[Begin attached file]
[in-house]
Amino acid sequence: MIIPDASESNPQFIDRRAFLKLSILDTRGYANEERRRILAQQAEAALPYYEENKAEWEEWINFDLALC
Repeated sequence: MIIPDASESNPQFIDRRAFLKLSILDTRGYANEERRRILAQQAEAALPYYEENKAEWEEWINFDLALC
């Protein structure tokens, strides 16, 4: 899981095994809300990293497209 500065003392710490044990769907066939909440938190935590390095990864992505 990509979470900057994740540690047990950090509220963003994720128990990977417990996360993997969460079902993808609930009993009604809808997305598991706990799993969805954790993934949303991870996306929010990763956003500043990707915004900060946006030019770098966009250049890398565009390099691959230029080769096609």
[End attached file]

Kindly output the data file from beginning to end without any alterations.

[in-house]
Amino acid sequence: MIIPDASESNPQFIDRRAFLKLSILDTRGYANEERRRILAQQAEAALPYYEENKAEWEEWINFDLALC
Repeated sequence: MIIPDASESNPQFIDRRAFLKLSILDTRGYANEERRRILAQQAEAALPYYEENKAEWEEWINFDLALC
């Protein structure tokens, strides 16, 4: 899981095994809300990293497209 500065003392710490044990769907066939909440938190935590390095990864992505 990509979470900057994740540690047990950090509220963003994720128990990977417990996360993997969460079902993808609930009993009604809808997305598991706990799993969805954790993934949303991870996306929010990763956003500043990707915004900060946006030019770098966009250049890398565009390099691959230029080769096609």